That speed shooting end-point seems fun enough from the competition perspective, but it isn't what Roy Roger's or Matt Dillon used to do, so it doesn't really seem like my idyllic cowboy play.   And to become a champion at such a simplified sport might make me feel a bit like the "King of Nothing".  I don't really need a belt buckle to commemorate my ability to rapidly shoot big targets at six feet.  

 

Alternatively, since we want to be called championship "shooters", then maybe a champion "shooter" should be able to reliably hit a target that is smaller than 16" and/or further out than eight feet.   After all, it is supposed to be "shooting", which by its nature implies some kind of  distance, carefulness, precision, and accuracy.   Our best shooters, who have the best equipment, and who practice-practice-practice would likely remain our top shooters, regardless of the shooting difficulty.  So this membership question seems to be a decision about defining the sport, not just defining the competition scope.  

 

As a newcomer, those seem to me to be the choices.  The speed path is fun, but it leads to little opportunity to do what drew me here in the first place, which was to play cowboy.   When I look at Snakebite's old photos and videos of matches past, my imagination takes me back to another time.  Seeing people mounted on wooden horses or shooting atop a buckboard, and shooting slowly but accurately, is much more like playing cowboy to me.  Those can still be done rapidly with practice, and be a part of serious competition.  And should I ever win, I just might feel like Matt Dillon for a few minutes.  For the time being, I feel more like Festus -- but I can  still feel like a COWBOY ! 

 

The question of membership shrinkage may just be attrition, as us older guys and gals who were raised on TV westerns fade out, with no similar social demographic coming along to replace us.   Today, kids were raised on Rambo and fast action.  So Three Gun is probably enjoying better membership growth and more young shooters.   

Maybe we just need to engage in our cowboy play to the maximum, while we have it to ENJOY, and in our search for new members, continue looking for those who can correctly answer the question, "Who was Trigger".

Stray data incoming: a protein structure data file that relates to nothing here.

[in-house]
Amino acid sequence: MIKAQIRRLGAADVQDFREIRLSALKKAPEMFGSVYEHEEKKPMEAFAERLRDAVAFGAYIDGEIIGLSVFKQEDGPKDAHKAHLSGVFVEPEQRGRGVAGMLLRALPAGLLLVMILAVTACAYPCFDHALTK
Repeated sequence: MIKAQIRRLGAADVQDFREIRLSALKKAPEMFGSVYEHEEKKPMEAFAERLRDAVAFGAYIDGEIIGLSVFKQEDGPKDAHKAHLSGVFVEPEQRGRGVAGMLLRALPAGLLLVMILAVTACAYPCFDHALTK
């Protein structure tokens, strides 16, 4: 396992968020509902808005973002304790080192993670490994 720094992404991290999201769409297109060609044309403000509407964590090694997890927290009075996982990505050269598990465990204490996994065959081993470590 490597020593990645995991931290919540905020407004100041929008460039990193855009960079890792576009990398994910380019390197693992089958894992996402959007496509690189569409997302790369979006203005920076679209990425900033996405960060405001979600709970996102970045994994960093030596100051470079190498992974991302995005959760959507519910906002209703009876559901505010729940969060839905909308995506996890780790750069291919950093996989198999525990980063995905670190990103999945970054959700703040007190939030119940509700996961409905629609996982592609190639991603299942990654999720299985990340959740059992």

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DD, there are some ways to experience the shooting you like.  One, volunteer to be a match director and set up some stages where the targets are not at SASS-recommended minimums.  Seek out matches advertised to have "retro" CAS stages.  Encourage your local club to offer Cody Dixon rifle targets placed at distance instead of so close you don't have to use your sights.  I like to shoot cap and ball revolvers and am pleased when I can finish in the middle of the pack with them in a main match.  BTW, major matches have side matches where precision or long-distance shooting is required.  I think you would enjoy these.  Practice long range shooting with your cowboy firearms and then complete in the side matches at Winter Range.  Maybe you can be a national champion shooting the way you love.  Have fun at local matches and enjoy the people.

 

Trigger was stuffed and later sold for $266,000 to RFD-TV.  I preferred the unreliable Jeep Nelle Belle to Trigger.  It resembled the worn-out equipment on my father's dairy farm.

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DDD and the CAS community at large, I don't see why it has to be an "either/or". Like has been mentioned, volunteer - write stages the way you would like to see them, do the match setup (setup crews are vital). You can have fun with all of the aforementioned activities off and yes, even ON the clock, that make the Cowboy game so much fun and when it comes to actually aiming (yes, some still do this) and pulling the trigger, strive for accuracy and speed. Accuracy first, then work on the speed... it will come. See what others are doing that you like and unashamedly use their ideas. No more sincere form of flattery. I LOVE when I see other clubs use stuff I have written into my stages. And SHARE! I don't understand why more clubs don't post their stages on their websites. Be proud of what you do and let others see. I shoot with guys who, even though they may prefer no hokey Cowboy stuff, still get through it and then tear up the targets. And ya know what? They keep coming back. And most of the time they even have smiles on their faces.

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I have never experienced the” old days” but have been active in the four corners area for the last seven years.   My family has really enjoyed SASS as it is today.  We have had the opportunity to flip cards, stab a dummy, carried gold during the stage,  pushed out windows etc…. and have the opportunity to shoot more matches where this is being done today.   Personally, I like it better if it is off the clock. I usually avoid too much of it   Most of the clubs around AZ and Nevada that we shoot at advertise these matches, and they are well attended.  They do not come close to the real old school that Deuce has described, but are an attempt to duplicate it.  Some like it and some do not .  It is a choice.  I am in the SASS competitions for the shooting.  Pushing my equipment and myself to the max (and over my  max,  I often  do crash and burn) but thoroughly enjoy shooting next to someone who is there for dress, or just loves the smell of smoke from the old firearms.   It is all great and everyone has a chance to have fun.